The decision on behalf of Quaker Oats to remove all branding of Aunt Jemima has split the public since it was announced on Wednesday, June 17th.

Quaker Oats, a subsidiary of PepsiCo, has owned the Aunt Jemima brand for the past 131 years. In the wake of Black Lives Matter protests around the world, Quaker Oats has listened to the criticism that their Aunt Jemima brand perpetuates racist stereotypes.

There were multiple women who were the ‘models’ for Aunt Jemima, but the most famous of them was Nancy Green.

Now, the alleged great-grandson of one of the “Aunt Jemima” figures has made a statement against Quaker Oats’ decision.

NEW YORK, UNITED STATES – 2020/06/17: Aunt Jemima products seen displayed on supermarket shelves.
After decisions by Aunt Jemima and Uncle Ben’s to overhaul their imaging in the wake of renewed calls for racial equality, Conagra Brands announced Wednesday it has “begun a complete brand and packaging review on Mrs. Butterworth’s. The Mrs. Butterworth’s brand, including its syrup packaging, is intended to evoke the images of a loving grandmother,” Conagra Brands said in a statement Wednesday. “We stand in solidarity with our Black and Brown communities and we can see that our packaging may be interpreted in a way that is wholly inconsistent with our values.”. (Photo by Ron Adar/SOPA Images/LightRocket via Getty Images)

There have been numerous women who were models for Quaker Oats’ Aunt Jemima. As mentioned, Nancy Green was the most well-known, but Anna S. Harrington was later used as one of the models.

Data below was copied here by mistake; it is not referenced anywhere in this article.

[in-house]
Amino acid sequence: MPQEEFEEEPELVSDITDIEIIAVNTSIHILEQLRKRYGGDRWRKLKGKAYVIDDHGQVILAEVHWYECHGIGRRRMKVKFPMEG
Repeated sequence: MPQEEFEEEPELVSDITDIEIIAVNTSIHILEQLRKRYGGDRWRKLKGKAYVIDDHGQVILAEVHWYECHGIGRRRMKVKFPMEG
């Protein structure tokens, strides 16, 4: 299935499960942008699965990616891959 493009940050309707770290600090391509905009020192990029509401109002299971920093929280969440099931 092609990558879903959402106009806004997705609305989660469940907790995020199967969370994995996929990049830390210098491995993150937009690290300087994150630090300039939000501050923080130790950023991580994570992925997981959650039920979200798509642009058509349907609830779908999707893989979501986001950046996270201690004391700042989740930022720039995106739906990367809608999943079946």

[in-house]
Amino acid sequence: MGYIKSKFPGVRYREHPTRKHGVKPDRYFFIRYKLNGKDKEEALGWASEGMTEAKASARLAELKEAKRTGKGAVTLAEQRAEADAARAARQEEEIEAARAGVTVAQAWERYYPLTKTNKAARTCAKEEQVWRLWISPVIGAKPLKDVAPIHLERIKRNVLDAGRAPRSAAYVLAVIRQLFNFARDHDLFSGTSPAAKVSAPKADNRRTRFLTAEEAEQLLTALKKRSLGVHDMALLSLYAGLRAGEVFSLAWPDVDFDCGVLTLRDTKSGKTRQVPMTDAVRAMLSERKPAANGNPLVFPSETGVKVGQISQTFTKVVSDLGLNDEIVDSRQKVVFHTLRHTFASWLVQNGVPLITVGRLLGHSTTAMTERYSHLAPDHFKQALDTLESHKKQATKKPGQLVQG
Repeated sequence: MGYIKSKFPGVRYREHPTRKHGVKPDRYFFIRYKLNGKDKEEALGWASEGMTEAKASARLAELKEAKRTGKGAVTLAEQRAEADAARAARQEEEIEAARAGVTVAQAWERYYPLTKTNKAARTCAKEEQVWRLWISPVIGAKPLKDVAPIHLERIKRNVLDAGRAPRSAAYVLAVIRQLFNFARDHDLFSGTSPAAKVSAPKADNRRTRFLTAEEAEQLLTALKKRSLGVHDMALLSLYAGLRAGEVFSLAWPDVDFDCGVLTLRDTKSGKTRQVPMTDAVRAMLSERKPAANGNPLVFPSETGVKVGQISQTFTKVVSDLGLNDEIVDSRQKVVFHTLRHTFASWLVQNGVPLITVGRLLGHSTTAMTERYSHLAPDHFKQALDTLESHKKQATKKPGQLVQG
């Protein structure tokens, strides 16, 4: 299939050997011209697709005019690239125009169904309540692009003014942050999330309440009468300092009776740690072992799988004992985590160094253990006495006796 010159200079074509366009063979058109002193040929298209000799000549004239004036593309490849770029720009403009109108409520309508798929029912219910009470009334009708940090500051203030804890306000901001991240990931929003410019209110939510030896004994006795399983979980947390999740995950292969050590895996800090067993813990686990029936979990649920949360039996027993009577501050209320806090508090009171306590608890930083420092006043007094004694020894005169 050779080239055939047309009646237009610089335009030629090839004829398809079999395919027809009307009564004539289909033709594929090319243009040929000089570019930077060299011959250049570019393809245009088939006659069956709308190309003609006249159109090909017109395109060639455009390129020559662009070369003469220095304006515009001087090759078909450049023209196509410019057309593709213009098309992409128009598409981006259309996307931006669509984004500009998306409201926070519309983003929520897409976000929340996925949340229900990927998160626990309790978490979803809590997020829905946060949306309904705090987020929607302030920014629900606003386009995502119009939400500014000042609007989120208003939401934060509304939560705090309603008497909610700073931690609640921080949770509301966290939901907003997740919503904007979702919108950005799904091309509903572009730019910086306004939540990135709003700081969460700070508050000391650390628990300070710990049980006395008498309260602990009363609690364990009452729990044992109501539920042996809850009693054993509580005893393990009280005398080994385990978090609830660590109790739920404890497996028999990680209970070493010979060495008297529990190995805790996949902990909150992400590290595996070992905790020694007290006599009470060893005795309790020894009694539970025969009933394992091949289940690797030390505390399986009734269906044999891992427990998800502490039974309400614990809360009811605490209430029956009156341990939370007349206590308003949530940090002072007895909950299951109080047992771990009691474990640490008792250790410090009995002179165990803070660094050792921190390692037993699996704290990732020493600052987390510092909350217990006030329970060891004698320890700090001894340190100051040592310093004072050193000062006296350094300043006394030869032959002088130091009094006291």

Larnell Evans Sr. is an alleged great-grandson of Anna S. Harrington.

The Evans family have feuded with the brand previously. In 2014, a lawsuit was filed against PepsiCo seeking monetary compensation, as the Aunt Jemima models had not been paid what they were promised. This resulted in a $3 billion lawsuit which was led by Larnell Evans Jr. and D.W. Hunter.

U.S. District Judge Edmond E. Chang dismissed the lawsuit in 2015 for lack of proof, claiming the two men could not prove they were related to Anna S. Harrington.

Chang dismissed the case stating that those claiming to be Aunt Jemima’s relatives did not have the evidence to back up this claim.

Chang notes, “The only information about Plaintiffs’ connection to Harrington provided by the amended complaint is an account of how Hunter received a photograph (now lost) of Harrington from his grandmother and of Plaintiffs’ attempt to locate Harrington’s grave in Syracuse, New York.”

So, it is still unclear whether Larnell Evans is actually related to one of the original “Aunt Jemima’s” at all.

Larnell Evans Sr. said:

“This is an injustice for me and my family. This is part of my history, sir. The racism they talk about, using images from slavery, that comes from the other side — white people. This company profits off images of our slavery. And their answer is to erase my great-grandmother’s history. A black female. … It hurts.”

Larnell also continued to state that he failed to win the case as they had a “bad lawyer” and were coming up against PepsiCo’s corporate team. This well could have been what happened back in 2015.

He continued to tell Mark Konkol: “After making all that money —and now’s the time when black people are saying we want restitution for slavery — they’re just going to erase history like it didn’t happen? … They’re not going to give us nothing? What gives them the right?”

The ‘Aunt Jemima debate’ clearly isn’t going anywhere any point soon; people are no clearer on their stance, particularly now with Larnell Evans’ comments in the mix.

Related Articles

Leave a Reply

Your email address will not be published. Required fields are marked *

Back to top button